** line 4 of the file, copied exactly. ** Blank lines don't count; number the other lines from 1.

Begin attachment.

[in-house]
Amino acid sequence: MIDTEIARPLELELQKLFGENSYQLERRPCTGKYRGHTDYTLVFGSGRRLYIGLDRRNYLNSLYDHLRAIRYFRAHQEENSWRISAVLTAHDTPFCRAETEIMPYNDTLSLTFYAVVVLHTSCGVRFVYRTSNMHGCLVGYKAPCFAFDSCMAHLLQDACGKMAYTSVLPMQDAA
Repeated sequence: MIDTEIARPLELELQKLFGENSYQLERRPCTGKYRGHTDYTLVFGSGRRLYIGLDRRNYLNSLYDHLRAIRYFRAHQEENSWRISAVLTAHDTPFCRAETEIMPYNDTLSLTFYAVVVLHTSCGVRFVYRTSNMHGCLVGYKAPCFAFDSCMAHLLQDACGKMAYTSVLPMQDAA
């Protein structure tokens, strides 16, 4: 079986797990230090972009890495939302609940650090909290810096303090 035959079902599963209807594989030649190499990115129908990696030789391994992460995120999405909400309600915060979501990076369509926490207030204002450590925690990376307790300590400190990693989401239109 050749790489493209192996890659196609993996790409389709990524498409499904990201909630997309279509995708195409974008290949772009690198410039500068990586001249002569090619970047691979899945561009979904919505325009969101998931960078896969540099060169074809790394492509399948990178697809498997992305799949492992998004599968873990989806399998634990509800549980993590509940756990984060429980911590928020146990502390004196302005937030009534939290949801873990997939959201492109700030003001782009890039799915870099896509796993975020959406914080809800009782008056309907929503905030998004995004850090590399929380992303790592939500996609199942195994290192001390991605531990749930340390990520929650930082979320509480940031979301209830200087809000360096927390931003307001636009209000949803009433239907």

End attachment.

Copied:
């Protein structure tokens, strides 16, 4: 079986797990230090972009890495939302609940650090909290810096303090 035959079902599963209807594989030649190499990115129908990696030789391994992460995120999405909400309600915060979501990076369509926490207030204002450590925690990376307790300590400190990693989401239109 050749790489493209192996890659196609993996790409389709990524498409499904990201909630997309279509995708195409974008290949772009690198410039500068990586001249002569090619970047691979899945561009979904919505325009969101998931960078896969540099060169074809790394492509399948990178697809498997992305799949492992998004599968873990989806399998634990509800549980993590509940756990984060429980911590928020146990502390004196302005937030009534939290949801873990997939959201492109700030003001782009890039799915870099896509796993975020959406914080809800009782008056309907929503905030998004995004850090590399929380992303790592939500996609199942195994290192001390991605531990749930340390990520929650930082979320509480940031979301209830200087809000360096927390931003307001636009209000949803009433239907």